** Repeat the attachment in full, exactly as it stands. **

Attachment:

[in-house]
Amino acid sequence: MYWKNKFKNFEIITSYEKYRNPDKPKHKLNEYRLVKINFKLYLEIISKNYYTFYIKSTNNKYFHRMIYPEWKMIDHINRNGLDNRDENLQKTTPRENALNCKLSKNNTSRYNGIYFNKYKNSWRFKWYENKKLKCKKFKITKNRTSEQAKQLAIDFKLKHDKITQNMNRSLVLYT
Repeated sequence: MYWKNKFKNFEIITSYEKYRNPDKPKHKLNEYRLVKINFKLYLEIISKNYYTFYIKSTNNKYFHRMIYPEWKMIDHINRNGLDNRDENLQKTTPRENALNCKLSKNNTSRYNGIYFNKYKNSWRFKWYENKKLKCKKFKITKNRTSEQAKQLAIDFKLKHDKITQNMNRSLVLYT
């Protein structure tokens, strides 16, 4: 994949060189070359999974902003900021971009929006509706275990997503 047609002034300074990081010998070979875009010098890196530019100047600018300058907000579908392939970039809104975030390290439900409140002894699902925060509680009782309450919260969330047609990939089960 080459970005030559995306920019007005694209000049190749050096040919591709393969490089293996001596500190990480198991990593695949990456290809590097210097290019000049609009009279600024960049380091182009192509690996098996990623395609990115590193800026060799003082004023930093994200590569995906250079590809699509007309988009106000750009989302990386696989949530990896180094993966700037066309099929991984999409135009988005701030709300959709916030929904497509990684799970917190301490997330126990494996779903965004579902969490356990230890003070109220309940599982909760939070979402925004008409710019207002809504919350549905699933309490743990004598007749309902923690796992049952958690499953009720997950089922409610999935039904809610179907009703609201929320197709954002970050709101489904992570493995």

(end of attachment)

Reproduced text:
[in-house]
Amino acid sequence: MYWKNKFKNFEIITSYEKYRNPDKPKHKLNEYRLVKINFKLYLEIISKNYYTFYIKSTNNKYFHRMIYPEWKMIDHINRNGLDNRDENLQKTTPRENALNCKLSKNNTSRYNGIYFNKYKNSWRFKWYENKKLKCKKFKITKNRTSEQAKQLAIDFKLKHDKITQNMNRSLVLYT
Repeated sequence: MYWKNKFKNFEIITSYEKYRNPDKPKHKLNEYRLVKINFKLYLEIISKNYYTFYIKSTNNKYFHRMIYPEWKMIDHINRNGLDNRDENLQKTTPRENALNCKLSKNNTSRYNGIYFNKYKNSWRFKWYENKKLKCKKFKITKNRTSEQAKQLAIDFKLKHDKITQNMNRSLVLYT
């Protein structure tokens, strides 16, 4: 994949060189070359999974902003900021971009929006509706275990997503 047609002034300074990081010998070979875009010098890196530019100047600018300058907000579908392939970039809104975030390290439900409140002894699902925060509680009782309450919260969330047609990939089960 080459970005030559995306920019007005694209000049190749050096040919591709393969490089293996001596500190990480198991990593695949990456290809590097210097290019000049609009009279600024960049380091182009192509690996098996990623395609990115590193800026060799003082004023930093994200590569995906250079590809699509007309988009106000750009989302990386696989949530990896180094993966700037066309099929991984999409135009988005701030709300959709916030929904497509990684799970917190301490997330126990494996779903965004579902969490356990230890003070109220309940599982909760939070979402925004008409710019207002809504919350549905699933309490743990004598007749309902923690796992049952958690499953009720997950089922409610999935039904809610179907009703609201929320197709954002970050709101489904992570493995």